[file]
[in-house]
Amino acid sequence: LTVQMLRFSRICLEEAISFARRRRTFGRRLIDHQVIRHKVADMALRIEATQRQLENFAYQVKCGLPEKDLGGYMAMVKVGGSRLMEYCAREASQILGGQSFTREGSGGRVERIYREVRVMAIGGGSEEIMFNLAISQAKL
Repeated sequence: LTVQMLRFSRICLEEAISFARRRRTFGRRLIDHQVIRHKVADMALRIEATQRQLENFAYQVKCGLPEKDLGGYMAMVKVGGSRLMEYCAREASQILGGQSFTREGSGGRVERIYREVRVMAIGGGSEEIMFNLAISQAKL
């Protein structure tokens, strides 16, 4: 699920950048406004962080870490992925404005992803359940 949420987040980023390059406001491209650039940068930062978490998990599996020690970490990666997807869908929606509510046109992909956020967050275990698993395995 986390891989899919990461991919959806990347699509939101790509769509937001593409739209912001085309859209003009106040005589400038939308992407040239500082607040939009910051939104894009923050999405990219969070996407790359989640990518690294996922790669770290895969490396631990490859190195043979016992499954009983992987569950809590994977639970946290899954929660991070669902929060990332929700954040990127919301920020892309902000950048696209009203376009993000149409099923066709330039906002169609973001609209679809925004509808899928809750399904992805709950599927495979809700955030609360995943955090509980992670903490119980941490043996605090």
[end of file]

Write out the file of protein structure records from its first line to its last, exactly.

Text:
[in-house]
Amino acid sequence: LTVQMLRFSRICLEEAISFARRRRTFGRRLIDHQVIRHKVADMALRIEATQRQLENFAYQVKCGLPEKDLGGYMAMVKVGGSRLMEYCAREASQILGGQSFTREGSGGRVERIYREVRVMAIGGGSEEIMFNLAISQAKL
Repeated sequence: LTVQMLRFSRICLEEAISFARRRRTFGRRLIDHQVIRHKVADMALRIEATQRQLENFAYQVKCGLPEKDLGGYMAMVKVGGSRLMEYCAREASQILGGQSFTREGSGGRVERIYREVRVMAIGGGSEEIMFNLAISQAKL
């Protein structure tokens, strides 16, 4: 699920950048406004962080870490992925404005992803359940 949420987040980023390059406001491209650039940068930062978490998990599996020690970490990666997807869908929606509510046109992909956020967050275990698993395995 986390891989899919990461991919959806990347699509939101790509769509937001593409739209912001085309859209003009106040005589400038939308992407040239500082607040939009910051939104894009923050999405990219969070996407790359989640990518690294996922790669770290895969490396631990490859190195043979016992499954009983992987569950809590994977639970946290899954929660991070669902929060990332929700954040990127919301920020892309902000950048696209009203376009993000149409099923066709330039906002169609973001609209679809925004509808899928809750399904992805709950599927495979809700955030609360995943955090509980992670903490119980941490043996605090």